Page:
Gesture control 2.0. Volkswagen has significantly enhanced the gesture control system presented in the Golf R Touch at CES in 2015. In the BUDD-e, experts from the Body Electronics division have incorporated sensor technology already capable of recognizing people as they are approaching the vehicle. For the exterior, this is accomplished through the use of infra-red sensors. An intuitive hand gesture opens the BUDD-e’s sliding door. A simple foot movement of the “Virtual Pedal 3.0” opens the electrically operated tailgate, marking a further development of the “Easy Open” function. The gesture control system inside the BUDD-e’s interior is more intuitive than ever before, with the maximum operating distance having been significantly increased. Cameras are used to register if a passenger in the rear compartment wants to open the sliding door, for instance. Interactive displays and projections also assist the driver and passengers during operation. Gestures are recognized without the gesture control system needing to be explicitly activated—as was the case in the Golf R Touch—making it an integral part of operating procedures.
Personalized light. Volkswagen has demonstrated how the dominant color of the display illumination and matching ambient lighting can be individually adapted using the touch slider in the Golf R Touch concept. Now, this functionality also includes opening/start-up and parking/closing of the new BUDD-e. When the car is opened, cockpit and ambient lighting bring the interior to life: when parked, standby mode is initiated. The ambient lighting system implemented in the BUDD-e is a further development of this system. While the previous application was primarily influenced by the driver and the front-seat passenger, controls now extend to the entire interior of the car. It is the first car in which ambient lighting interacts with the gesture control system, and can also be adjusted to suit the surrounding environment.
A car for the Internet of Things
Not only does the BUDD-e’s completely new infotainment concept make travelling more interactive and media more tangible, it also creates a link between the car and the outside world. With BUDD-e, passengers will be able to access their homes and workplaces to perform tasks such as controlling the air conditioning, turning lights on or off, or simply looking to see if their kids are home yet.
BUDD-e will not only provide a connection to an interconnected world, but create an interactive interface to its surroundings. It is conceivable that in the near future, consumables—such as windshield wiper blades—or other kinds of personal items could not only be ordered from the car, but also delivered to it using a “Drop Box” that is accessible from the outside. The vehicle “reads” an access code to open the Drop Box for authorized parcel delivery services, using a digital key, essentially making the vehicle a mobile mailbox.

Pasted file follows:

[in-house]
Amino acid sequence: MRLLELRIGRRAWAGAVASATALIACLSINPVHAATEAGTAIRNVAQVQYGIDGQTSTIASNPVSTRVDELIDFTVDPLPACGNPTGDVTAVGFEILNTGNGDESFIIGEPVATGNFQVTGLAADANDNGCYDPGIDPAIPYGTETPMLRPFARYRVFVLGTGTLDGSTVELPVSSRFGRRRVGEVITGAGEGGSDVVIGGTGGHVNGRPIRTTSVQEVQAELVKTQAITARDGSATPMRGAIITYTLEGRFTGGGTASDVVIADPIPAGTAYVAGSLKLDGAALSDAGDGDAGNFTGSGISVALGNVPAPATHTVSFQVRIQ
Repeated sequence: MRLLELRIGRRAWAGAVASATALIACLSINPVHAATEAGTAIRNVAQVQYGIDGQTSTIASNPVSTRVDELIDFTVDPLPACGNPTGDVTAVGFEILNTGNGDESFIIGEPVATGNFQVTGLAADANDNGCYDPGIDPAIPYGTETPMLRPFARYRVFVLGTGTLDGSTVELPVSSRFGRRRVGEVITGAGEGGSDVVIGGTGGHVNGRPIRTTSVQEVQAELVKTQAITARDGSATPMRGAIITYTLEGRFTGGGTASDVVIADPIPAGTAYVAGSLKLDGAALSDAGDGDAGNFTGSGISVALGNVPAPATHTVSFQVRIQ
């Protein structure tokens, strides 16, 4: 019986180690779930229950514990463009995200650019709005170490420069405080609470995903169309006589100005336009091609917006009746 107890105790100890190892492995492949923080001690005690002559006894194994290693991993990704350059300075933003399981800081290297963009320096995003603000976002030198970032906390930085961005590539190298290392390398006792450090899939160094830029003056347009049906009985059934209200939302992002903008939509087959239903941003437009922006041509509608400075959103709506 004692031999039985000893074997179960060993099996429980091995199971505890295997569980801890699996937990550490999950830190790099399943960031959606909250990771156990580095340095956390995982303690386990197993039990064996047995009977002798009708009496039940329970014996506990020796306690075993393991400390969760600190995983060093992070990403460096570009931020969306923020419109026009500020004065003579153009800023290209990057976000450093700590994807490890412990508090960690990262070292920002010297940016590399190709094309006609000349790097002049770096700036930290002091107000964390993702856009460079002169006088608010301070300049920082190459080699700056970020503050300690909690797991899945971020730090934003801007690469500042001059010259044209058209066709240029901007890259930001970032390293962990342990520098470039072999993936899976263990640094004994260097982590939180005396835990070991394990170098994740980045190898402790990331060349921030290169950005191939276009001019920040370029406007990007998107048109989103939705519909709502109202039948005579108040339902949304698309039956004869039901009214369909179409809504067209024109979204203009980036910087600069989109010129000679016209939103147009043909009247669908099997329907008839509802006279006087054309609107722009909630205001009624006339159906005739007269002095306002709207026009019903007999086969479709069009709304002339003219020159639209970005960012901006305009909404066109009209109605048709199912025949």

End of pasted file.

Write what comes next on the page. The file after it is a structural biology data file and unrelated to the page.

At home on the road. Most modern day smart home functions are controlled using smartphone apps, produced by various manufacturers. Volkswagen has found a solution that allows users to access smart home functions while remaining focused on the road ahead. With App-Connect—Volkswagen’s advanced smartphone integration platform—the BUDD-e makes it possible to control certain “Connected Home” functions from the car, while driving. In cooperation with Korean electronics firm LG, Volkswagen will show how it is possible to obtain information about a smart fridge from the BUDD-e. It’s also possible to put the whole house into an energy-saving sleep mode while still in the vehicle. In the future, the BUDD-e will also automatically turn on lights in and around the house as soon as it approaches through home net automation.
At CES, Volkswagen will demonstrate, together with the German manufacturer Doorbird, how MirrorLink™ can be used in connection with the newly developed Home-Net Viewer. The interface can display images from cameras mounted in and around the house on one of the car’s multiple screens (a function equally conceivable with future Apple CarPlay® and Android Auto™ applications). If a visitor rings the doorbell at home, a picture of them, taken by the home camera, is sent to the screen of the infotainment system. The functionality even makes it possible to speak to the visitor using the car’s hands-free kit and, if desired, open the door for them.
Don’t forget anything. BUDD-e can remind its occupants if they have forgotten anything in the car, via their smart watch and/or smartphone. You can also find things in the car using “Home-Net don’t forget”. Through an inventory list, the driver or passengers can see everything that has been put in the car, and if they are still there. The intelligent “Reminder” also informs when particular items should be remembered. For example, if rain is forecast, BUDD-e will notify the driver if there is an umbrella in the car. Relevant items are fitted with a transmitter (a small sticker) in advance, making it possible for the car to locate them. The “Home-Net don’t forget” app uses an encrypted wireless interface, meaning that it is impossible for the items to be located from outside the car, or by unauthorized users.
Smart Gesture. Volkswagen plans to become one of the first manufacturers to integrate gesture control into affordable, mass production cars. BUDD-e demonstrates a broad range of what is possible in the future. Functionality will include in-car control functions which operate certain things at home. A good example of this is the familiar “Easy Open” function, where the BUDD-e can use a laser to project a virtual footprint in front of its hatch. If an authorized user kicks this position, the hatch opens automatically. Opening the door at home will work in the same manner: BUDD-e will project a footprint in front of the door and if the person who lives there puts their foot on it, the door opens—which is very handy if you have your arms full with groceries or children.